At GigaOm, Kevin Kelleher recently wrote a blog post that attempted to answer the following question: “Why are tech layoffs rising in a recovery?”
Although I think the question is skewed — you call this a recovery? — what follows are my replies, enumerated for the convenience of the reader.
1) The alleged recovery isn’t really a recovery in the traditional sense. Without jobs or income security — and mired in crushing personal debt — many American consumers can’t and won’t spend at their formerly shop-till-you-drop pace. The American consumer accounts for as much as 70 percent of national GDP (though some economists energetically debate the exact percentage).
2) What happens in the stock market has a tenuous connection to what happens in the real world. Stocks rise and fall, based on perceived valuations, but don’t make the mistake of thinking those fluctuations are always related to what’s happening in the underlying economy.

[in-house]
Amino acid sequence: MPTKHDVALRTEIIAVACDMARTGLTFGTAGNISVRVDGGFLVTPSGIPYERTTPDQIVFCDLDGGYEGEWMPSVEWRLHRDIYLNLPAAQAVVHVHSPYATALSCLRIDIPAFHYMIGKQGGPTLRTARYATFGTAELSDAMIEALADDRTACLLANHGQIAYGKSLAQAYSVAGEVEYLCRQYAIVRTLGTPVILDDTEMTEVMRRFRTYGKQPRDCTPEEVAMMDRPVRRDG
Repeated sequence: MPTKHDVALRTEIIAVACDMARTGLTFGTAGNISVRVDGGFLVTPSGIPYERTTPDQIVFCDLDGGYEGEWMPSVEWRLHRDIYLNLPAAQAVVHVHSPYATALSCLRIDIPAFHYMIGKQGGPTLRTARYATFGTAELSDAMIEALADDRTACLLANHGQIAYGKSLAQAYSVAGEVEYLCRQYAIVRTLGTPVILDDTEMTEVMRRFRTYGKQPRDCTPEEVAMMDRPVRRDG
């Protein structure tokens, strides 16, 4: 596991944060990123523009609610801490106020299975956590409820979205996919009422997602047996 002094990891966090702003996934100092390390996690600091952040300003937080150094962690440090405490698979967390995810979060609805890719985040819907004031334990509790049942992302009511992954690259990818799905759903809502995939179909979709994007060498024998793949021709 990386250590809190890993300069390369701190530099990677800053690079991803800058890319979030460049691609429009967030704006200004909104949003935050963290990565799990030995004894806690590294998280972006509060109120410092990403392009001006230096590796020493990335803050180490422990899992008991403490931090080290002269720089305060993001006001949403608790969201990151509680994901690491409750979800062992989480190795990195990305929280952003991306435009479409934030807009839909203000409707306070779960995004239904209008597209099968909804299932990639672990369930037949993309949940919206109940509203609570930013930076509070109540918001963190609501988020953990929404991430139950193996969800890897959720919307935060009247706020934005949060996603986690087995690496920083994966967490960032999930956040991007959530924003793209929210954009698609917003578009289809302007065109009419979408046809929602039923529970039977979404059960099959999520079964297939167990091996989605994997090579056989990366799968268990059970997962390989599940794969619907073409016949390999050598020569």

3) Much of information technology is being commodified. Yes, there are areas that still require advanced R&D conducted by brainy PhDs, but they’re not as prevalent as they were.
4) IT is a mature industry. It’s been around nearly 40 years. Like other industries that preceded it, IT will exhibit the telltale signs of maturity: slow growth, consolidation, commodification, an increased focus on reduced operating expenditures, etc.
5) Whenever possible, IT companies are shifting jobs to low-cost geographies, such as China, India, Eastern Europe, Latin America, and even the Philippines. This phenomenon is tied to points 3 and 4.
There doubtless are others reasons, too, but those are the main ones.